Rhino vs Polar Bear: Who Would Win in a Fight?

Written by Kyle Glatz
Published: November 20, 2023
Share on:

Advertisement


The world has a few heavyweight animals that would make for interesting opponents but remain separated by their natural range. Rhinos are massive ungulates that roam parts of Africa and Asia. Meanwhile, polar bears are some of the largest extant bears in the world, and they live in the northernmost reaches of the planet. Although these two animals would never meet in the wild, we’re going to imagine they did somehow. Find out which animal wins a rhino vs polar bear fight and learn about the factors that determine the survivor.  

Comparing a Rhino and a Polar Bear

RhinoPolar Bear
SizeWeight: 1,700 to 5,000 pounds, up to 7,700 pounds
Height: 4.3 to 6 feet tall at the shoulder
Length: between 11 and 15 feet
Weight: 330 to 1,300 pounds
Height: 3.5 to 5 feet at the shoulder
Length: 6 to 9.5 feet
Speed– 20 to 35 mph  – 25 mph
– 6 mph when swimming
Defenses– Large bodies
– Skin that can reach 2 inches thick
– Good speed to evade danger    
– Polar bears are very large, intimidating creatures
– They have a thick layer of fur and skin
– Polar bears can swim in frigid waters
– Great sense of smell that helps it locate prey
– Yellowish-white fur helps polar bears blend in with their surroundings
Offensive Capabilities– Rhinos have large horns between 8 and 30 inches long or longer
– Rhinos can use horns to gore attackers
– These mammals can charge and trample their prey
– Bite force of 1,000 PSI
– Polar bears have a very powerful 1,200 PSI bite
– Teeth grow up to 2 inches long
– Powerful forelegs with massive paws and 4-inch claws
Predatory Behavior– Herbivore that does not hunt      – Can ambush seals by waiting for them to surface on ice
– Also scavenge other foods, including carcasses
– May also pursue prey on land or in the water, including reindeer

What Are 2 Key Differences Between a Rhino and a Polar Bear?

12 Animals of Christmas From Around the World - polar bear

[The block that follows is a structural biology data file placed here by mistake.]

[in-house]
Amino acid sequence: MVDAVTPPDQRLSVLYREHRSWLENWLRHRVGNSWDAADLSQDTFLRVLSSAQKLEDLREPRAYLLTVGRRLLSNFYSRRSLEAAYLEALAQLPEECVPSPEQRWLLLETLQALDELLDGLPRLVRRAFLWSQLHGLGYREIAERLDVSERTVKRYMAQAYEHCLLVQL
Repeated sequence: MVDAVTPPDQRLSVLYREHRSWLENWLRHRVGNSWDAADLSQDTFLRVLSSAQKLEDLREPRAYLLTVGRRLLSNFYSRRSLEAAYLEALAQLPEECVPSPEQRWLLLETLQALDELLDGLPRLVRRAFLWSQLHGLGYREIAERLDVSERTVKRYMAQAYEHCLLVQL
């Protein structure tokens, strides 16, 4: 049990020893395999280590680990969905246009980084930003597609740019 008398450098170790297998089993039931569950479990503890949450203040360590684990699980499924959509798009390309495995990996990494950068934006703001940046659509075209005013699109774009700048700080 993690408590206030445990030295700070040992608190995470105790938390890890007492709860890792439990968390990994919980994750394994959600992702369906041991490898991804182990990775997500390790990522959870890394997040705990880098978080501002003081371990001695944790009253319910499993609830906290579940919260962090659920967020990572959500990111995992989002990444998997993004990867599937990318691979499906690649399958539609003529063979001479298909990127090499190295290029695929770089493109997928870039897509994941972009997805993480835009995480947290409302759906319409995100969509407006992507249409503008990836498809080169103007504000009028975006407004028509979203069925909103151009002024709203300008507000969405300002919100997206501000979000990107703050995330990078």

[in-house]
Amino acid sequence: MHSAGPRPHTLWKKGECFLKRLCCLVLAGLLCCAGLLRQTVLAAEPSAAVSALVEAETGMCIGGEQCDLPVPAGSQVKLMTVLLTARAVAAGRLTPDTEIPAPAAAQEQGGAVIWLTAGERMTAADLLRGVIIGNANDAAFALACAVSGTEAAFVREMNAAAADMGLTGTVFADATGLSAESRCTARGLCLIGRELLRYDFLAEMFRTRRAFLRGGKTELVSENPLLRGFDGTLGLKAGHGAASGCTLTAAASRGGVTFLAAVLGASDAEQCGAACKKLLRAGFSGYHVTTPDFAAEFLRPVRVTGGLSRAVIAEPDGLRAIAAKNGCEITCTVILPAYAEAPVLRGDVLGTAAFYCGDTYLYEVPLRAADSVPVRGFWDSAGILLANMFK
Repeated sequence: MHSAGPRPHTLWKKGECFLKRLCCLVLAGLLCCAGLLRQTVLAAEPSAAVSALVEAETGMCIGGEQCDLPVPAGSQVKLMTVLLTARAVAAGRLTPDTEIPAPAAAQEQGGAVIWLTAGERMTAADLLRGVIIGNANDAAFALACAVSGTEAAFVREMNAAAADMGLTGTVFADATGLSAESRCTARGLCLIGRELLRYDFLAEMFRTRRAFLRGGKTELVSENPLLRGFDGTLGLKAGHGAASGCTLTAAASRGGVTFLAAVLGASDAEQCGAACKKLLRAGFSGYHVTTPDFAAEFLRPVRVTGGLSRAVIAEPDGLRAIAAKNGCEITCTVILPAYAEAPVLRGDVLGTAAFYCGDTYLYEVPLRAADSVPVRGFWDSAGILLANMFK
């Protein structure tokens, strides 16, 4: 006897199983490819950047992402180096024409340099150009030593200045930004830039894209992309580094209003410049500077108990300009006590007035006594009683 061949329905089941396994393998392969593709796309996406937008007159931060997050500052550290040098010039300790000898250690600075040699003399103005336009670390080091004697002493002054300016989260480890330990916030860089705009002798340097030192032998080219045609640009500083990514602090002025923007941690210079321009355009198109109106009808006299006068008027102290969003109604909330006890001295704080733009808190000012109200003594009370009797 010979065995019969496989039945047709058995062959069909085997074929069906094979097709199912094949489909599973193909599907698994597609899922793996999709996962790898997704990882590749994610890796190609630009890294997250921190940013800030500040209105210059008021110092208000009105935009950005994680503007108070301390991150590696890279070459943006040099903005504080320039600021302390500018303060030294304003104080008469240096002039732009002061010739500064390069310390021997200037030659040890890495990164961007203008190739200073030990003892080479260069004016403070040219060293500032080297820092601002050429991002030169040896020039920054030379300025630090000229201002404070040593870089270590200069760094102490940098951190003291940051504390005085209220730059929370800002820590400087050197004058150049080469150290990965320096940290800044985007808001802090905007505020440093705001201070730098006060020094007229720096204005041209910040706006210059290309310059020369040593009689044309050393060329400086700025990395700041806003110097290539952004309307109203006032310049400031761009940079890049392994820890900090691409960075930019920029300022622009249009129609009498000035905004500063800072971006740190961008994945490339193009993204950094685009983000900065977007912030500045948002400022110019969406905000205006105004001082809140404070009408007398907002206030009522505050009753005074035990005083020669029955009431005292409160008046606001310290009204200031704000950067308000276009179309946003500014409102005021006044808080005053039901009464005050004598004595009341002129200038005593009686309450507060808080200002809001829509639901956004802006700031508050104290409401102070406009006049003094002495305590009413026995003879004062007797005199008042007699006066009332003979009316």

Polar bears hunt on land and in the water.

©Vaclav Sebek/Shutterstock.com

Before we look at the fight between these two animals, we have to understand their differences. Looking at them, two primary differences emerge: the animals’ size and the way they obtain food. Rhinos are much larger than polar bears. Rhinos can weigh anywhere from 1,700 pounds to 5,000 pounds depending on their sex and species. However, they can weigh over 7,000 pounds in some cases. Also, they stand between 4.3 and 6 feet tall at the shoulder and grow about 11 to 15 feet long.

Meanwhile, polar bears weigh between 330 and 1,300 pounds. The largest polar bear ever recorded weighed 2,209 pounds and stood 11 feet 1 inch tall on its hind legs. Any way we look at it, rhinos are bigger.

However, polar bears are opportunistic omnivores, often hunting marine prey like seals. They also feed on walruses, carrion, fish, certain plants, and human foods. Rhinos lack a prey drive, only eating plants.

These two differences will define the fight, but we must consider other factors before declaring a winner.

What Are the Key Factors in a Fight Between a Rhino and a Polar Bear?

polar bear at san diego zoo

Polar bears are smaller than rhinos, but they are still vicious fighters.

©kristian brasel/Shutterstock.com

The key factors in most fights in the wild are size, offensive capabilities, defenses, speed, and predation method. This fight is no different. So, we’re going to examine all of those facets of the fight, naming the animal that has the advantage in each case.

Rhino vs Polar Bear: Size

The average rhino is much larger than a polar bear. Rhinos vary in size based on their species and other factors. However, they weigh between 1,700 pounds and 5,000 pounds, but they can reach up to 7,700 pounds at their greatest weight. The animals are about 11 to 15 feet long, and they can reach 6 feet tall at the shoulder. They’re massive mammals.

Polar bears are very large in their own right. They can grow between 330 and 1,300 pounds. They may reach lengths of 6 to 9.5 feet, and they can stand between 3.5 and 5 feet tall at the shoulder. Larger members of the species have been recorded, though.